“To put your finger on [the big changes] would be very difficult because I think it’s happened over a number of years, but going away to Munster and winning the quarter-final was a big turning point and just made us realise, ‘we’re good enough to play with these sides’.
“Even now the next step up is not only are we good enough to compete, but we’re going to do a job on them. That’s a big ask, but that’s what we’re capable of.”
Even number eight Roger Wilson, who returned last season in the shadow of Tommy Bowe after four years in Northampton, could not point to one factor that differentiated the strugglers he left with the elite side he came back to. His view is that it was more of a holistic approach by all forms of management around the organisation.
“There was no less effort or anything like that from the players that went on the pitch,” Wilson says.
“Through the whole setup from the very top down; everything from people in the office staff to back room staff has completely changed. I think when you do that from the very top down that has an impact on the playing squad.
“I think if you get everything right from a business point of view then the squad improves as well. That’s the main difference for me, there’s been a huge change or the four or five years: now we’re getting regularly out of our group which is something we never managed to do.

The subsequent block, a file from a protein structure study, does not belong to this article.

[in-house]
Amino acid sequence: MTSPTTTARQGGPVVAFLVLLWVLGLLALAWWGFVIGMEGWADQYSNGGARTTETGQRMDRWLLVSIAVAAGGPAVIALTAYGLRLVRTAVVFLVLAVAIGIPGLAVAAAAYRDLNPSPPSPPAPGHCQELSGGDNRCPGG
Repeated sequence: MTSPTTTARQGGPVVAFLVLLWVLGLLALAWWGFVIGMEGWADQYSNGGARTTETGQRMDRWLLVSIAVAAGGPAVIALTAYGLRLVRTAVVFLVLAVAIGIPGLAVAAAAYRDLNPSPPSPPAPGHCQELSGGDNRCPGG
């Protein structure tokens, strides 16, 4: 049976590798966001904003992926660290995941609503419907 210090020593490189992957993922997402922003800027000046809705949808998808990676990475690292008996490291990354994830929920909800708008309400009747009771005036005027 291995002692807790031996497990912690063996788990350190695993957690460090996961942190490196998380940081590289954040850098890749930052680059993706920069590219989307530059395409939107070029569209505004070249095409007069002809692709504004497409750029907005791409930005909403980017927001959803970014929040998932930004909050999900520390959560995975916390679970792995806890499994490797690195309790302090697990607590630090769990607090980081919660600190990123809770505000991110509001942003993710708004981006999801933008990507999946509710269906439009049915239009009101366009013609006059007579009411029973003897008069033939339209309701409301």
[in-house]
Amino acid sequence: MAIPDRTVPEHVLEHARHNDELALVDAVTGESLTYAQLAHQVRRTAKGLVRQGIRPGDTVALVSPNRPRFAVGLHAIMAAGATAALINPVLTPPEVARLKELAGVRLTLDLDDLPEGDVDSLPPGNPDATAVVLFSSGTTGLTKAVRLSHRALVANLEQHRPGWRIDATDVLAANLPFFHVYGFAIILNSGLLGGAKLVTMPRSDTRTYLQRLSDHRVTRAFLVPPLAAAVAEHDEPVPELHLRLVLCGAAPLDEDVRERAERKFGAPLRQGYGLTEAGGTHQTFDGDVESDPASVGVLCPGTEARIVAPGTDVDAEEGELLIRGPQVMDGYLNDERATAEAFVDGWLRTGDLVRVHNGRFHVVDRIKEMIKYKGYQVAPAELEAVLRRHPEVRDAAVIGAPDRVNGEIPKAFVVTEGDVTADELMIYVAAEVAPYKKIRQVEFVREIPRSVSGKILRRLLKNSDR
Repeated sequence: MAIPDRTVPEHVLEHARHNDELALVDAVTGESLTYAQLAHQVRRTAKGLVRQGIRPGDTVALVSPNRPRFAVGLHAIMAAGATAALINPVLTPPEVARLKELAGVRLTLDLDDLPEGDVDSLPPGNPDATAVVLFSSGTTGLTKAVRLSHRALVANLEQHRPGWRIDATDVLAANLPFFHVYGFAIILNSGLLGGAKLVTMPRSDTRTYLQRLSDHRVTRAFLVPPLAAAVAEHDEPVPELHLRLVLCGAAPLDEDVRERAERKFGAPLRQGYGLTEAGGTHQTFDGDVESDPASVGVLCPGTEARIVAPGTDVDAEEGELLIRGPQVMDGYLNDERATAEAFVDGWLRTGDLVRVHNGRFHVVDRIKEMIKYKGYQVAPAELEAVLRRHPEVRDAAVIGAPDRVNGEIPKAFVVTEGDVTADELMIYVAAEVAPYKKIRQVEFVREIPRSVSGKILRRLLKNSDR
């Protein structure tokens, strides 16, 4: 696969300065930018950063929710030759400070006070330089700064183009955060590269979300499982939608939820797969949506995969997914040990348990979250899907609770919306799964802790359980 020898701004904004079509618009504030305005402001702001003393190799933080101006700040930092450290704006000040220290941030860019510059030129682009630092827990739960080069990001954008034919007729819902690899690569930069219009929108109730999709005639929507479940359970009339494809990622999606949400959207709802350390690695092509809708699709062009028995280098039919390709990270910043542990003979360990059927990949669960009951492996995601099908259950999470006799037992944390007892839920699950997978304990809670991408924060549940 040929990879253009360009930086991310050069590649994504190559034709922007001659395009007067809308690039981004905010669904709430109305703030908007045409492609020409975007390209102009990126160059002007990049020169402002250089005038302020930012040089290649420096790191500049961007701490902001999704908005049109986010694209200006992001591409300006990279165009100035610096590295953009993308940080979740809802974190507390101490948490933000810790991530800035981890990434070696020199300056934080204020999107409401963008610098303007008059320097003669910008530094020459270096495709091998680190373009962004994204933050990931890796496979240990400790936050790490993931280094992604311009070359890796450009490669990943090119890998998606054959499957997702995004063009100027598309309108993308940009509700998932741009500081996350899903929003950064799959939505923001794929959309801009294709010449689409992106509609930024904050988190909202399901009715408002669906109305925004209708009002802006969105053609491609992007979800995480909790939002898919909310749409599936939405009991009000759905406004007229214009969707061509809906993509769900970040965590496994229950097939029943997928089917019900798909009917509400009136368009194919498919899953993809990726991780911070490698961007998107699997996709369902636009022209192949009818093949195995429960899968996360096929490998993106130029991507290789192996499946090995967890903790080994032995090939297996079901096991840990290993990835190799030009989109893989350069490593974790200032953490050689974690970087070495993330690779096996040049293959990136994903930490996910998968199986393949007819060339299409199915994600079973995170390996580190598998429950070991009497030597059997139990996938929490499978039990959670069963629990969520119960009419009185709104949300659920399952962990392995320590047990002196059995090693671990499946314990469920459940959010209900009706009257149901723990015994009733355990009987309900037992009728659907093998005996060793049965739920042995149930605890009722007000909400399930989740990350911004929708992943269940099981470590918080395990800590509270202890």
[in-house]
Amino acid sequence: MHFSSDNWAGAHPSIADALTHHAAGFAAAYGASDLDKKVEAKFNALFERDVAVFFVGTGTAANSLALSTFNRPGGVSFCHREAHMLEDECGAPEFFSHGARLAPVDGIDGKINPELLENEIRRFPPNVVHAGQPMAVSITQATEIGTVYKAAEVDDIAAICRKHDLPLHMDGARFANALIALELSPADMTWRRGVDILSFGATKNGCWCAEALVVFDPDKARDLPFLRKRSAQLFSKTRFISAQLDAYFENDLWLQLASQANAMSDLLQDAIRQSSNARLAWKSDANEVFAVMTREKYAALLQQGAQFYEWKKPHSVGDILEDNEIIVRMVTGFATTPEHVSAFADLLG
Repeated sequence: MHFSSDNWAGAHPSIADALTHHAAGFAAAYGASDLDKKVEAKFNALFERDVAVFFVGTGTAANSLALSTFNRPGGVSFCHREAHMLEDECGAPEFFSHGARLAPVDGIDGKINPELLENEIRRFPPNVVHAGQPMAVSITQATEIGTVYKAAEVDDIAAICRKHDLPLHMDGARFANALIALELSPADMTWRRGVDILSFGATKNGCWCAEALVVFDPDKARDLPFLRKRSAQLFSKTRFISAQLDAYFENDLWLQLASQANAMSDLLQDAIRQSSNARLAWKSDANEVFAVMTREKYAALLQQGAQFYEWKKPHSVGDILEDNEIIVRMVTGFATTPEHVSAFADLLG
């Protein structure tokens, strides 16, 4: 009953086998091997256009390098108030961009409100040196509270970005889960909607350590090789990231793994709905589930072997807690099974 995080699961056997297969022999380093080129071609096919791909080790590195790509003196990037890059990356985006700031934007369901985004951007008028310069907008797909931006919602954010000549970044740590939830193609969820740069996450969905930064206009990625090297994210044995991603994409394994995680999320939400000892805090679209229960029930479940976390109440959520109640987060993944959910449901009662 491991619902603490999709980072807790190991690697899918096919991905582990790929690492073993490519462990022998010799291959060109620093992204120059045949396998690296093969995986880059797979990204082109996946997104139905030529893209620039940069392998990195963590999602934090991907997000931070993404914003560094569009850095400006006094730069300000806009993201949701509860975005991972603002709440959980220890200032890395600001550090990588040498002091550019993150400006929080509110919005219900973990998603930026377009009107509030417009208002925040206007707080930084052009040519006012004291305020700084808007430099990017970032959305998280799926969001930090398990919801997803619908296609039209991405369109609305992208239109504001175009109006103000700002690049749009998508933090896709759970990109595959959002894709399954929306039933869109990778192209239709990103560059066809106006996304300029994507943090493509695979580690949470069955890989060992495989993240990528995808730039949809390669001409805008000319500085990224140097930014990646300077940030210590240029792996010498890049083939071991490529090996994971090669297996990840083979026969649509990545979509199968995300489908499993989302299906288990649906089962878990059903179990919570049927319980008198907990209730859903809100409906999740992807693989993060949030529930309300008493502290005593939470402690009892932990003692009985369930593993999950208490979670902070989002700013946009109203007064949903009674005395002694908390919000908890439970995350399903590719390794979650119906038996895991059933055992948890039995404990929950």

“We’re seeing the rewards of it all, but we’ve got to a good level now and we want to push on and actually win something.”
And there lies the crux of the matter for this modern day Ulster team. For all of their forward progress and experience of knock-out rugby and finals, they only have two runners-up medals to their name.
“If anything,” says Cave, “knowing it’s the last opportunity for some players, and coming so close to winning a trophy again – we’re just more hungry for silverware a year on if that’s possible.”
“If I look back; I played in the first Ulster team to ever win in England. That’s only four years ago and we only won in France for the first time last year. It’s interesting to look back on how attitudes have changed within the teams but also within the fans and within the province.”
And within the squad too, as Luke Marshall revealed that his elders have assumed a parental ‘wasn’t like that in my day’ role just in case the newer members ever come to neglect how good a Pool decider in Welford Road or a tough quarter-final is compared to the bad old days.
“Tommy [Bowe] and Trimby were saying that us young guys have it so easy now. They were losing most weeks, like, and it was only the odd time they’d get a win. They were talking about their trips over to the Scottish Borders and all to play for one man and his dog and how it’s all so much more glamorous now.
“It’s definitely very nice to be in an Ulster team where the confidence is so high and we’re expecting to win every game now.”
That includes Saturday evening’s visit to Leicester when the worst outcome will be an away quarter-final.
In 2008 they’d have given anything for a damp squib like that, but the like of Marshall are ensuring that the culture never again slips back to become one accustomed to defeat.